Yes, it's great.
Baz Luhrmann's “The Great Gatsby” is an eye-popping visual feast of Jazz Age excess, with Luhrmann's over-the-top visuals neatly matching the appearance-is-everything mindset of its title character (played with charm and intensity by Leonardo DiCaprio). The cast, which includes Carey Mulligan as the waiflike Daisy Buchanan and Tobey Maguire as the ever-observant Nick Carraway, is perfect in this feverish adaptation of F. Scott Fitzgerald's classic novel.
Another fascinating take at an obsessed character is Matteo Garrone's biting satire “Reality.” It centers on a Neapolitan fishmonger (Aniello Ariel) who auditions for the Italian version of “Big Brother” – and, when he's convinced he's a shoo-in for the show, becomes paranoid that TV producers are watching his every move. Garrone's fluid camera and Ariel's unhinged performance highlight this powerful look at how TV “reality” can blind people to the reality around them.
Utahns will want to see “Bidder 70,” which gives a long view of a story they know well: The arrest and trial of Tim DeChristopher, the Utah environmental activist who put in fake bids at a BLM auction of oil and gas leases in December 2008. Filmmakers Beth and George Gage chronicle the long lead-up to the trial, and profile DeChristopher as he finds his voice as an activist.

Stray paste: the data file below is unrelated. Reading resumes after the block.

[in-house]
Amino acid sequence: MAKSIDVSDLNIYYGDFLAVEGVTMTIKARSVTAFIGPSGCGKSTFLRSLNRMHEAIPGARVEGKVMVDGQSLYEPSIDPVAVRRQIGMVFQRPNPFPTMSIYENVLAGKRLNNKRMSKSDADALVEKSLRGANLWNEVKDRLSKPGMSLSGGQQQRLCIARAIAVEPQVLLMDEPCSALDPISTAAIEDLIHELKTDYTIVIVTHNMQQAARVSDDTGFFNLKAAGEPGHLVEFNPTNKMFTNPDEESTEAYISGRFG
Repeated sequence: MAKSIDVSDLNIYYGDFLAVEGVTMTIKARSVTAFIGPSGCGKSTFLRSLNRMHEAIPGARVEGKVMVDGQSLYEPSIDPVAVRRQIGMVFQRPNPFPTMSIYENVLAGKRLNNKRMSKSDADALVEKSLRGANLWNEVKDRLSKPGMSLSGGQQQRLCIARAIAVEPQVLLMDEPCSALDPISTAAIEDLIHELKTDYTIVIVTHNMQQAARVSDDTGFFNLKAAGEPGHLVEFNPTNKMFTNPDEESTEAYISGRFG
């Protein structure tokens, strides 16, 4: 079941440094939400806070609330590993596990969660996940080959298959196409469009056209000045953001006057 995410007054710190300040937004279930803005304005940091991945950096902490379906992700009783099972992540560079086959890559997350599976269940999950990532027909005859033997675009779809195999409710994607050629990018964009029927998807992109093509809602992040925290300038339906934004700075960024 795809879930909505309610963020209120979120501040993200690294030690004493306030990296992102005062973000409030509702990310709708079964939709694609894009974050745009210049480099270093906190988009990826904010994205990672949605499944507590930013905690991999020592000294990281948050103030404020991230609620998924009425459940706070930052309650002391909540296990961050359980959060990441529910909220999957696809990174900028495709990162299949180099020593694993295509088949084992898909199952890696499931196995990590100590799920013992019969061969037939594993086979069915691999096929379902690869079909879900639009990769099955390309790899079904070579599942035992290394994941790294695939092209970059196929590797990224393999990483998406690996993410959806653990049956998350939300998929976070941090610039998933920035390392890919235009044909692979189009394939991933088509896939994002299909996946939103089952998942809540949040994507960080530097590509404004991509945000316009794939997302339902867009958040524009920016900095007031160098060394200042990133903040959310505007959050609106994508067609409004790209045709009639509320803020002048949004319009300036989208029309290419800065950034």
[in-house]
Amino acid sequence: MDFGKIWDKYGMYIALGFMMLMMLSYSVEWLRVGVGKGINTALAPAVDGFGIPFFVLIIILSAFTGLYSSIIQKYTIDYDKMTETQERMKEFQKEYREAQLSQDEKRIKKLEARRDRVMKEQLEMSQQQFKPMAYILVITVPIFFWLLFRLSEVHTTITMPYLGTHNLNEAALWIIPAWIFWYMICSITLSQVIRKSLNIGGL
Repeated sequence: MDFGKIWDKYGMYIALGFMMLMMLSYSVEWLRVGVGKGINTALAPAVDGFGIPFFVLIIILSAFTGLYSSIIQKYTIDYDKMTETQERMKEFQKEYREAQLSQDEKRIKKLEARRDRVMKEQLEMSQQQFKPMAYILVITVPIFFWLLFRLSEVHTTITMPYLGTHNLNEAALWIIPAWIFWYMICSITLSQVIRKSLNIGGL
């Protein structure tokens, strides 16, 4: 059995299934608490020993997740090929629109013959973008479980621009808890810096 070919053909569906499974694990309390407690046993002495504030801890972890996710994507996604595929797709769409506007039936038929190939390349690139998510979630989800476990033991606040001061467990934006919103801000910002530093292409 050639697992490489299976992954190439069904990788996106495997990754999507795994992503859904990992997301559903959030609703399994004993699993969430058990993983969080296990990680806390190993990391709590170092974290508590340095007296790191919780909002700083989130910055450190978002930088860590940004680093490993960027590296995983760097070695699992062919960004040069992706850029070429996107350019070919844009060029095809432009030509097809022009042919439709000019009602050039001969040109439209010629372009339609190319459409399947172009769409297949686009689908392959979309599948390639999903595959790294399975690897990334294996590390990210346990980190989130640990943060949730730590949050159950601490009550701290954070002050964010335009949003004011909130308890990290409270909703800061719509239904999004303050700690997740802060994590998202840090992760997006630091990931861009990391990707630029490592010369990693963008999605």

“The Reluctant Fundamentalist” is an absorbing character study engulfed in a lackluster political-thriller plot. It centers on Changez Khan (Riz Ahmed), a Pakistani professor accused of inciting Muslim extremists. But as Changez talks to a reporter (Liev Schreiber), he recounts his previous life as a Wall Street analyst whose life changed on 9/11. Melodramatic touches, and slight miscasting of Keifer Sutherland (as Changez' New York boss) and Kate Hudson (as Changez' artist girlfriend), swallow up director Mira Nair's portrait of a character caught between his two homes.
Lastly, there's “Peeples,” a comedy starring Craig Robinson (“The Office”) as a guy intent on proposing to his well-to-do girlfriend (Kerry Washington), but having to face her imperious father (David Alan Grier) first. It wasn't screened for Utah critics.